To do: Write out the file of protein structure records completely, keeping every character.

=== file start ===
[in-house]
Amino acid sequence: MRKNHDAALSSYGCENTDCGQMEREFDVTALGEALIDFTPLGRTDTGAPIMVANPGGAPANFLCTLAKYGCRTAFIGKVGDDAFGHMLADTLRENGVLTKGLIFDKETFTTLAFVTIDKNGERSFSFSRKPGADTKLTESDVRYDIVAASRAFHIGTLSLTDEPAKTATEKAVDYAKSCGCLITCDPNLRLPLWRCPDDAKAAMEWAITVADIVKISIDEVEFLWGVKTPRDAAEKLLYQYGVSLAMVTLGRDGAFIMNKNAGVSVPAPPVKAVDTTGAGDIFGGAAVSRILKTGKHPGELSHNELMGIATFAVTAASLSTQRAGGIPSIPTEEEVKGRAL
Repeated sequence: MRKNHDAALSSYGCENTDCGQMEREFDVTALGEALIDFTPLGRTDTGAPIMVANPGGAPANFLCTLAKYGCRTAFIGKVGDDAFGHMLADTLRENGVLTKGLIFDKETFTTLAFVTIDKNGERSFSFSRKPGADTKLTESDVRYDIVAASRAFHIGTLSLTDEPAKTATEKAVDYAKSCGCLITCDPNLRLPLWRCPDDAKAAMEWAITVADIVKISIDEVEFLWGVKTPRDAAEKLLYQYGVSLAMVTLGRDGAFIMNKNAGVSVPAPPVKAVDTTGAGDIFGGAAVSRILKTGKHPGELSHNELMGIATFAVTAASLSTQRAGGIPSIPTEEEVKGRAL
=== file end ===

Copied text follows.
[in-house]
Amino acid sequence: MRKNHDAALSSYGCENTDCGQMEREFDVTALGEALIDFTPLGRTDTGAPIMVANPGGAPANFLCTLAKYGCRTAFIGKVGDDAFGHMLADTLRENGVLTKGLIFDKETFTTLAFVTIDKNGERSFSFSRKPGADTKLTESDVRYDIVAASRAFHIGTLSLTDEPAKTATEKAVDYAKSCGCLITCDPNLRLPLWRCPDDAKAAMEWAITVADIVKISIDEVEFLWGVKTPRDAAEKLLYQYGVSLAMVTLGRDGAFIMNKNAGVSVPAPPVKAVDTTGAGDIFGGAAVSRILKTGKHPGELSHNELMGIATFAVTAASLSTQRAGGIPSIPTEEEVKGRAL
Repeated sequence: MRKNHDAALSSYGCENTDCGQMEREFDVTALGEALIDFTPLGRTDTGAPIMVANPGGAPANFLCTLAKYGCRTAFIGKVGDDAFGHMLADTLRENGVLTKGLIFDKETFTTLAFVTIDKNGERSFSFSRKPGADTKLTESDVRYDIVAASRAFHIGTLSLTDEPAKTATEKAVDYAKSCGCLITCDPNLRLPLWRCPDDAKAAMEWAITVADIVKISIDEVEFLWGVKTPRDAAEKLLYQYGVSLAMVTLGRDGAFIMNKNAGVSVPAPPVKAVDTTGAGDIFGGAAVSRILKTGKHPGELSHNELMGIATFAVTAASLSTQRAGGIPSIPTEEEVKGRAL